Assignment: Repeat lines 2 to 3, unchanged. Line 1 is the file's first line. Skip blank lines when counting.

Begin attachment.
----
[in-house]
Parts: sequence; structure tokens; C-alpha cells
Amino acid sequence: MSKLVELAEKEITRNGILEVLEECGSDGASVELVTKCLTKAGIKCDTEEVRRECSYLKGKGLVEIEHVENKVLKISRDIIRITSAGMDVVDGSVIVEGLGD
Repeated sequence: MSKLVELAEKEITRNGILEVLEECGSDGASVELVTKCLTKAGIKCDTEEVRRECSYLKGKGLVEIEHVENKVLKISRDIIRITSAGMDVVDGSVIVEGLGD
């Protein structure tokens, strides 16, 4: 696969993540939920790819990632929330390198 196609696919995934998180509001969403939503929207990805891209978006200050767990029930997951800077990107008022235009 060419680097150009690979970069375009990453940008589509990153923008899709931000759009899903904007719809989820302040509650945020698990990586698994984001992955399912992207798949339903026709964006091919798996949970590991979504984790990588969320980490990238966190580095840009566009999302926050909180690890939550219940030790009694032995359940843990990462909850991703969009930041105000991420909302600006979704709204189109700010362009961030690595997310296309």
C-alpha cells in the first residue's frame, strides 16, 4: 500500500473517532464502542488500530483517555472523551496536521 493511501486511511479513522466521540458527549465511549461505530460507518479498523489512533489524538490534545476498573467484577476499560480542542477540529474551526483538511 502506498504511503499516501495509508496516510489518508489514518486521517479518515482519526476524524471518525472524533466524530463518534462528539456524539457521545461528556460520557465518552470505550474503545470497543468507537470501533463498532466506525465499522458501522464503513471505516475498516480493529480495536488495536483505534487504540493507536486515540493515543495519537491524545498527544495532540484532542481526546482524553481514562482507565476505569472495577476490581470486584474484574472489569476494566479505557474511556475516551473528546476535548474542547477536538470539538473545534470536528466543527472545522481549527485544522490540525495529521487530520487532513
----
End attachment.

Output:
Parts: sequence; structure tokens; C-alpha cells
Amino acid sequence: MSKLVELAEKEITRNGILEVLEECGSDGASVELVTKCLTKAGIKCDTEEVRRECSYLKGKGLVEIEHVENKVLKISRDIIRITSAGMDVVDGSVIVEGLGD